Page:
With both diseases, something has disrupted a person’s normal functioning. For type 2 diabetes, it could be poor eating habits and little exercise, or with type 1, the genetics a person is born with, that affects how the body processes blood sugar.

Substance use disorder develops out of a person’s dependence on a substance, like an opioid, to the point where it interferes with their ability to function normally.

When the brain is exposed to an opioid, regardless if it’s in the form of a pill that came from the doctor’s office or a balloon of heroin from the streets, it stimulates opioid receptors in the body’s nervous system.

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It decreases pain, slows the body down and, with increasing doses, decreases breathing, Vinsel said. Most people tend to have two different reactions to opioids: For some, even though their pain may decrease, they feel ill; others get that “high” feeling.

Over time, with sustained or growing exposure to opioids, the amount of stimulation the opioid receptors — the body’s reward center — get from the drug decreases.

It “transforms the reward system in your brain,” Vinsel said. The brain needs more of the drug to get to just a baseline feeling of normal, and without it, the body has a physical reaction — withdrawal — and causes cravings for the drug.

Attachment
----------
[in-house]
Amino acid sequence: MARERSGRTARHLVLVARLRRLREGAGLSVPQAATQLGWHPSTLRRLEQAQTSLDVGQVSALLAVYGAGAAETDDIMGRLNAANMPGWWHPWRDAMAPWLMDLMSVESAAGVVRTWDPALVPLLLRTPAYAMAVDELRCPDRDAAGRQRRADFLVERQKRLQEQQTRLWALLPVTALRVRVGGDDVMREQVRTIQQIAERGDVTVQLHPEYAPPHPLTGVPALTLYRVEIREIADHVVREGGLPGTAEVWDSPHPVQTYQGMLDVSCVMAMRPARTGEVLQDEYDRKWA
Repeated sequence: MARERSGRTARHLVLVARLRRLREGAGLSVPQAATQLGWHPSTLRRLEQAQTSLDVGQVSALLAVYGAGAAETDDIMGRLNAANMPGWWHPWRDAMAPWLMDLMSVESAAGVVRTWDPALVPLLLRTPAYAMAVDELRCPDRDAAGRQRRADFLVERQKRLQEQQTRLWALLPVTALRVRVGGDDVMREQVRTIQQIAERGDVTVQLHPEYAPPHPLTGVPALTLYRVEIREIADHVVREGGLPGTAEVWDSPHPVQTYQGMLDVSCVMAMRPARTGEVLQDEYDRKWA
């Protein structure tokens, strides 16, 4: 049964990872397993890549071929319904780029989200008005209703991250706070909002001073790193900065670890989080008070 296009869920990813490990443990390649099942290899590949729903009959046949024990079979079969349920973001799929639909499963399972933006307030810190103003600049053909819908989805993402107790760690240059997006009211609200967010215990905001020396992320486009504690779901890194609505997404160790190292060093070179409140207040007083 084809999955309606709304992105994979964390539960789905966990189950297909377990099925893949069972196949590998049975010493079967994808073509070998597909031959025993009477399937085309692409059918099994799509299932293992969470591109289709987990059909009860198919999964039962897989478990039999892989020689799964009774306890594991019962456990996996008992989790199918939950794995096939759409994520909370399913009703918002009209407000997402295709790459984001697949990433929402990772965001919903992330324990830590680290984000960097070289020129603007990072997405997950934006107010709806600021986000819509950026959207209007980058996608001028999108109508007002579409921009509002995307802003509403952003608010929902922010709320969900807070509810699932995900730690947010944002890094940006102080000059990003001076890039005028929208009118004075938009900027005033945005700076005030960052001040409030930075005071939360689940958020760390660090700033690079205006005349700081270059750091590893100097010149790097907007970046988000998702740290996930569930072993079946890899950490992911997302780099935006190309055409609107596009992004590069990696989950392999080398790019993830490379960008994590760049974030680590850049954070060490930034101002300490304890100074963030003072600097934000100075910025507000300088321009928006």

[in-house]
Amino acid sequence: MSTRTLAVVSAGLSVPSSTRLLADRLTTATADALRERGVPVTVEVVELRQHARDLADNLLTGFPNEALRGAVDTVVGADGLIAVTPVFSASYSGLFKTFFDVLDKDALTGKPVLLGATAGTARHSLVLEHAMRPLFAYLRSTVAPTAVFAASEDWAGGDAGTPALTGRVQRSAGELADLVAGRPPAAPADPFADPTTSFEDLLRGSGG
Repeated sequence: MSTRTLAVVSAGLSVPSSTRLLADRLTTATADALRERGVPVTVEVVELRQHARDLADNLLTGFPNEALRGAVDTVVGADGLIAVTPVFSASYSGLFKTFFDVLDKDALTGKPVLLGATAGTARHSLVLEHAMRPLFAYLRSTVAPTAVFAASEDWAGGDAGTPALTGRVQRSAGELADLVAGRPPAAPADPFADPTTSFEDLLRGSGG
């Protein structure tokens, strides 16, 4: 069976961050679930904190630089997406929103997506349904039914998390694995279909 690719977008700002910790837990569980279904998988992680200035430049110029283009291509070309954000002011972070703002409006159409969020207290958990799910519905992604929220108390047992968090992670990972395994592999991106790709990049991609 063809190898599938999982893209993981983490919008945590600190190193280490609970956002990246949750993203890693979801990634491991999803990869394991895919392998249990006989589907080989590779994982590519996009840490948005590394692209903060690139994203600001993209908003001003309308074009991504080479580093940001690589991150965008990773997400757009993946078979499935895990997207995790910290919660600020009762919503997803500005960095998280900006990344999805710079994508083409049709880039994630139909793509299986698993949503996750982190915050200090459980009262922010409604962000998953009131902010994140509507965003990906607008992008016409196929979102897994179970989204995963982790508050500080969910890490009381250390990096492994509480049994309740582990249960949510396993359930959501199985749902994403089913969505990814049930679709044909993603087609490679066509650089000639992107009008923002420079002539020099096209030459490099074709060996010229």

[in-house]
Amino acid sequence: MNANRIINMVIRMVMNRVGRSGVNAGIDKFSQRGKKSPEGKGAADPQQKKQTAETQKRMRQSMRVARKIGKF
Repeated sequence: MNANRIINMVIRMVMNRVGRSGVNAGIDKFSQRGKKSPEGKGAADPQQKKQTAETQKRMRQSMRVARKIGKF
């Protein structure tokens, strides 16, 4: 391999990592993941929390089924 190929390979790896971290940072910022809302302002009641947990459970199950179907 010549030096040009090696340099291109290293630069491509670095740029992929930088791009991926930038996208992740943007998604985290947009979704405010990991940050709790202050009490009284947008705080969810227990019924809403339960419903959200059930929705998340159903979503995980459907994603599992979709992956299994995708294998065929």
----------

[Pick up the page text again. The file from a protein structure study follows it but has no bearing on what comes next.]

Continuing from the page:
Meanwhile, the typical things that stimulate the reward center and make people feel good — “good food, going out in the beautiful weather, sex,” Vinsel said — no longer stimulate the reward center as much as the drugs do.

A person needs higher highs just to feel normal, and the lows without the drug get lower.

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When a person becomes dependent on a drug like an opioid, “their reward center is set so low that they don’t get the same pleasure out of the normal things that we get pleasure out of,” he said.

Still, even with the risk that opioids can shift the brain’s reward system, there are people with chronic pain who can reasonably use opioids with a doctor’s supervision while maintaining a normal life.